This concise report is the first mention found of the calcite occurrence and provides more detail about the occurrence than any subsequent reports in the mineral literature. It pinpoints the discovery to a tunnel on Anthonys Nose, of which there are four. It also gives the discoverer and his position which explains how the specimens were encountered. It can be assumed that the site dates to 1848, as the same article makes no mention of the discovery for the year 1847.
Subsequent reports in the literature add little to this information. The third annual report (Beck, 1850) pictured two specimens with line drawings. Along with the illustrations was the following description of the occurrence:
A novelty in the occurrences of calcareous spar [calcite], is the recent
discovery of groups of crystals in the form of flat, six-sided tables, of
carious sizes, from half an inch to two inches in diameter. These crystals
have been found in the coarse granite near Anthonys Nose, on the Hudson
River, during the excavations for the railroad on the banks of that stream.
The accompanying cuts are drawn from a specimen presented to the State Cabinet
by John E. Henry, which is one of the best I have seen from the locality.
It is more than a foot in length and breadth. I have received several fine
specimens from Mr. Cyrus Fountain, of Peekskill, who has been for several
years actively engaged in collecting minerals of Westchester and Putnam counties;
and to whom I acknowledge myself indebted for many interesting facts, which
he has from time to time communicated.
At right - The original specimen donated by John E. Henry illustrated in Beck (1848) pictured in figure 6. Specimen No. 1597, New York State Museum, Albany, NY. 17 x 8 x 5 cm.
The original specimen illustrated in the line drawings is still in the collection
of the New York State Museum in Albany. Since that time, there are no reports
in the literature of newly excavated specimens, though several books mention
the occurrence, often incorrectly attributing the calcite occurrence to the
Philips Pyrrhotite Mine.
Above left - Display case at the Trailside Museum at the Bear Mountain Zoo. The two large specimens on the bottom row are calcites from the Anthonys Nose railroad excavation. Above right - Detail view of the display at the Trailside Museum showing the drusy quartz overgrowth.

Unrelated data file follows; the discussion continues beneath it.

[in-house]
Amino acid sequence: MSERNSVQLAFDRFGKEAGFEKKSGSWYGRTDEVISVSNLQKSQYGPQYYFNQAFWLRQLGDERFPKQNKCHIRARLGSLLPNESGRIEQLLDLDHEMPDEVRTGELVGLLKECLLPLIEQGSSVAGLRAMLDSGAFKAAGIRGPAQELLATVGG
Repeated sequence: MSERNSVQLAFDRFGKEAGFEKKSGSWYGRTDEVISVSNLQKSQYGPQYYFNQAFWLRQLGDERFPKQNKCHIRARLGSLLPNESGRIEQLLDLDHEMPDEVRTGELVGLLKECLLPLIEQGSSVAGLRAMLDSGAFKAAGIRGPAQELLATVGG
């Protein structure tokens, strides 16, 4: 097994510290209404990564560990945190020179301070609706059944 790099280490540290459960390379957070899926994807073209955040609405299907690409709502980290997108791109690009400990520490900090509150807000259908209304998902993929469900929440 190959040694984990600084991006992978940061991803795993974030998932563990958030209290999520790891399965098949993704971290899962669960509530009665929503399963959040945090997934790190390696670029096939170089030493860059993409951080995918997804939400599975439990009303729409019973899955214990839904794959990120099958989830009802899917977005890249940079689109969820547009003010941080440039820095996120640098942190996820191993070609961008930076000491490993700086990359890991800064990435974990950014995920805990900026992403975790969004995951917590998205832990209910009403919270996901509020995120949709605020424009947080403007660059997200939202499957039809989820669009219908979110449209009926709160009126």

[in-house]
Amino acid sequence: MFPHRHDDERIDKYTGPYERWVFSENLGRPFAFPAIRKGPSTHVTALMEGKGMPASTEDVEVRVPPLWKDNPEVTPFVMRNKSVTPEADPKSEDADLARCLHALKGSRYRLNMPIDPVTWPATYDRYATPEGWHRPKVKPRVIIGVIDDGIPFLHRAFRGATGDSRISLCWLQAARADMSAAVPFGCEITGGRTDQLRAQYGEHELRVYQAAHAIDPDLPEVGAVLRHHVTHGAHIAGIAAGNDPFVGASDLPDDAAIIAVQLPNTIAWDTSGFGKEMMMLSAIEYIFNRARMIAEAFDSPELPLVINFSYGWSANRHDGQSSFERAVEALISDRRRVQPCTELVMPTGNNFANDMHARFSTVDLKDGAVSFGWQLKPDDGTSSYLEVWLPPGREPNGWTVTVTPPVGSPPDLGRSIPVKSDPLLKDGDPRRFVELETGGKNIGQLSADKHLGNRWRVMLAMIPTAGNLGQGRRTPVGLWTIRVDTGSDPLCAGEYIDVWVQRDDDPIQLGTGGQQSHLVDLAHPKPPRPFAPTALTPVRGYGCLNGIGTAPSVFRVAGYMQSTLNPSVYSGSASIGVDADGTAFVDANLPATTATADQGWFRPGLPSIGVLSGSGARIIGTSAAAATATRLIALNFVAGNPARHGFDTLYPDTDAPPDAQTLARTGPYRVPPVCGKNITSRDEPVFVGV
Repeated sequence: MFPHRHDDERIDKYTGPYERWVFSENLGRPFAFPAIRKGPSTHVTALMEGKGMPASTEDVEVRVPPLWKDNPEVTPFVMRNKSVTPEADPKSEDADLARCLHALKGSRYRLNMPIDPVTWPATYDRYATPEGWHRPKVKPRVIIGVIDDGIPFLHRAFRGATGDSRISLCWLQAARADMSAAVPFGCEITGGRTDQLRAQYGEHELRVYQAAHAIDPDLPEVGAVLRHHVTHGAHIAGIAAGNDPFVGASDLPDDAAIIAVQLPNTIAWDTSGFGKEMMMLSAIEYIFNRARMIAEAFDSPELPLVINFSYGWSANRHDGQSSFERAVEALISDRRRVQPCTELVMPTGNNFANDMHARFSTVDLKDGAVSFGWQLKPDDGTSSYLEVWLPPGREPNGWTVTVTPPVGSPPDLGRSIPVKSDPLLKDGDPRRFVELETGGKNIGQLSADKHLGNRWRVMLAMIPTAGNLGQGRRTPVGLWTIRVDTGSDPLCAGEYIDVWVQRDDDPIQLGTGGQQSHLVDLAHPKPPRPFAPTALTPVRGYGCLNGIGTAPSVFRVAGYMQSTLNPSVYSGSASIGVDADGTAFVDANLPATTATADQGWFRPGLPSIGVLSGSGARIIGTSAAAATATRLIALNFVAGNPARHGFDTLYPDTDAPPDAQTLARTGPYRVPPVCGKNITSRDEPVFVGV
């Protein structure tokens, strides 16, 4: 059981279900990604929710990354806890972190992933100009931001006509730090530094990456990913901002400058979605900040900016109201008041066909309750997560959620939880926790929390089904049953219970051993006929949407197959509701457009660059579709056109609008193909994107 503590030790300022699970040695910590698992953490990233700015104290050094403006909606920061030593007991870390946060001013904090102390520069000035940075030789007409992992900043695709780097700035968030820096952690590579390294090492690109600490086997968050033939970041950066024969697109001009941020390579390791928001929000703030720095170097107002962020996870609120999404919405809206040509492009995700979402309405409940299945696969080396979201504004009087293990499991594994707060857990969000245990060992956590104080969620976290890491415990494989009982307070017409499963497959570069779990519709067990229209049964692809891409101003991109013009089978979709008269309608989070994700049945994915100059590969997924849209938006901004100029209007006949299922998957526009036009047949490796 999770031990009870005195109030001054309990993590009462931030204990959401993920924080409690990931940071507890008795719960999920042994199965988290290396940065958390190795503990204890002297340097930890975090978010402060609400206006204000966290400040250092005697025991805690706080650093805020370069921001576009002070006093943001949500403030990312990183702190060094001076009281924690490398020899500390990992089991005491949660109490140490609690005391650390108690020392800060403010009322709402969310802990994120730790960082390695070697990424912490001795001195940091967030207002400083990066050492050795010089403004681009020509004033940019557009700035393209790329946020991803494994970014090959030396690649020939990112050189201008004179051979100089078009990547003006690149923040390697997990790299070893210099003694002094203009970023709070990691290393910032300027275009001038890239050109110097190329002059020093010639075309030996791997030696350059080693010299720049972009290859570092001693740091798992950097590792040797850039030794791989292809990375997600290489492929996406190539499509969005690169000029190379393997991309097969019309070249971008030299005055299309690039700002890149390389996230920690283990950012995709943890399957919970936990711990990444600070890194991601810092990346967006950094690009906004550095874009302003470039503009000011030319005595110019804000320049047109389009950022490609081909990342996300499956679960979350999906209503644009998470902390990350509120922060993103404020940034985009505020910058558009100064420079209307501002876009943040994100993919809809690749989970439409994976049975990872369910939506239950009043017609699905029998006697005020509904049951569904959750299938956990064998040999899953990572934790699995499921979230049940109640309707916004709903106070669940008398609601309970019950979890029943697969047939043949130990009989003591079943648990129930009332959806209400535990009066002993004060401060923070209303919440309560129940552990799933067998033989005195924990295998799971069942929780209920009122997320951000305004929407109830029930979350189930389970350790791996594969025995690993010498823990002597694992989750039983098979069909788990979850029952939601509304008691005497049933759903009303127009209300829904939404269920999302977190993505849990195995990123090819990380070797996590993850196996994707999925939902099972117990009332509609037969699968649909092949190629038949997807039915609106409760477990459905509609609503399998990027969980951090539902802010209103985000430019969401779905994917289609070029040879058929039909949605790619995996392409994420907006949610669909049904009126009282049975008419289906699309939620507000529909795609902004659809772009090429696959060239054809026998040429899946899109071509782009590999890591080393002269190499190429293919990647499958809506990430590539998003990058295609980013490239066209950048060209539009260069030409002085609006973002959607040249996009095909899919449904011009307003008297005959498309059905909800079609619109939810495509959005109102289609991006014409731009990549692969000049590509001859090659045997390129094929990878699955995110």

Though calcite specimens from Anthonys Nose are not commonly available through mineral dealers, they are widely represented in private and museum collections. The Smithsonian Institution and American Museum of Natural History both have them in their collections. For those planning a visit to Anthonys Nose, two large specimens can be seen in the geology display at the Trailside Museum located in the Bear Mountain Zoo, located just west of the Bear Mountain Bridge. These specimens were donated from the collection of Williams College.
The specimens on display at the Trailside Museum illustrate two basic types: calcite with drusy quartz overgrowth, and plain calcite crystals. Both show calcite crystals up to two inches across as thin tabular six-sided crystals. Those with the overgrowth of quartz often show a reddish-brown color probably due to iron staining. During visits to the site no visible signs were left inside the tunnels or nearby cuts of the calcite. However nearby in the surrounding bedrock small veins up to six inches wide were observed. It is assumed that the calcite specimens were extracted from pockets within a large calcite vein in the Canada Hill granite. This assumption is supported by the nearby rock dumped to build the railroad bed that likely came from the tunnel excavations. Calcite specimens found in the railroad bed are confined to a short length of the tracks south of the second railroad tunnel. The localized occurrence indicates that these calcites were not imported material, rather the result of blasting the adjacent tunnel.